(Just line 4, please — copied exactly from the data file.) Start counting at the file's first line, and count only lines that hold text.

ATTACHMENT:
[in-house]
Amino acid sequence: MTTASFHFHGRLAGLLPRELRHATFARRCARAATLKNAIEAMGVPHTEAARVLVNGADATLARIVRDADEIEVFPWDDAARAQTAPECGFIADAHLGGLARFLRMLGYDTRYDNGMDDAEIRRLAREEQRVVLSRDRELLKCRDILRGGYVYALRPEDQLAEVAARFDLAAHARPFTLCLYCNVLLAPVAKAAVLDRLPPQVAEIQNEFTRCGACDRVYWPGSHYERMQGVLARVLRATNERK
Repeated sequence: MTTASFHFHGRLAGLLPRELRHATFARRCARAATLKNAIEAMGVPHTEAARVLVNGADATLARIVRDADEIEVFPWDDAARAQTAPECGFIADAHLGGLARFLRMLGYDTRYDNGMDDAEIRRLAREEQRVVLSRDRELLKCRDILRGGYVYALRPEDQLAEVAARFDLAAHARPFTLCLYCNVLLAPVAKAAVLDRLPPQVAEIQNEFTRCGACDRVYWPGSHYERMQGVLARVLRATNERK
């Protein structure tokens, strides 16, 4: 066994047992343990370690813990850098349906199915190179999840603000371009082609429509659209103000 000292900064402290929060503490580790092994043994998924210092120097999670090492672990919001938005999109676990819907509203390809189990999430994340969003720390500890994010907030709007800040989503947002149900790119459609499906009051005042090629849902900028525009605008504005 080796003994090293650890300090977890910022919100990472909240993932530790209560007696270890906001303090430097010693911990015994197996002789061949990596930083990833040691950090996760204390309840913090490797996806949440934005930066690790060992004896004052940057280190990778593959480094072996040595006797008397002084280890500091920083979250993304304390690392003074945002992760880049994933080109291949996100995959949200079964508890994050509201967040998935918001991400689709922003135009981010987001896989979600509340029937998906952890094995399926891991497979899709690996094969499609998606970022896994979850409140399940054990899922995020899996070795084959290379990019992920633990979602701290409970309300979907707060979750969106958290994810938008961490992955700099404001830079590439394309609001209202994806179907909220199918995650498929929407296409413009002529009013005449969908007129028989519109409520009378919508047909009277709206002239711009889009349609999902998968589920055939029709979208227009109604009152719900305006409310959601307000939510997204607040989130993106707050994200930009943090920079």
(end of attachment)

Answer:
């Protein structure tokens, strides 16, 4: 066994047992343990370690813990850098349906199915190179999840603000371009082609429509659209103000 000292900064402290929060503490580790092994043994998924210092120097999670090492672990919001938005999109676990819907509203390809189990999430994340969003720390500890994010907030709007800040989503947002149900790119459609499906009051005042090629849902900028525009605008504005 080796003994090293650890300090977890910022919100990472909240993932530790209560007696270890906001303090430097010693911990015994197996002789061949990596930083990833040691950090996760204390309840913090490797996806949440934005930066690790060992004896004052940057280190990778593959480094072996040595006797008397002084280890500091920083979250993304304390690392003074945002992760880049994933080109291949996100995959949200079964508890994050509201967040998935918001991400689709922003135009981010987001896989979600509340029937998906952890094995399926891991497979899709690996094969499609998606970022896994979850409140399940054990899922995020899996070795084959290379990019992920633990979602701290409970309300979907707060979750969106958290994810938008961490992955700099404001830079590439394309609001209202994806179907909220199918995650498929929407296409413009002529009013005449969908007129028989519109409520009378919508047909009277709206002239711009889009349609999902998968589920055939029709979208227009109604009152719900305006409310959601307000939510997204607040989130993106707050994200930009943090920079």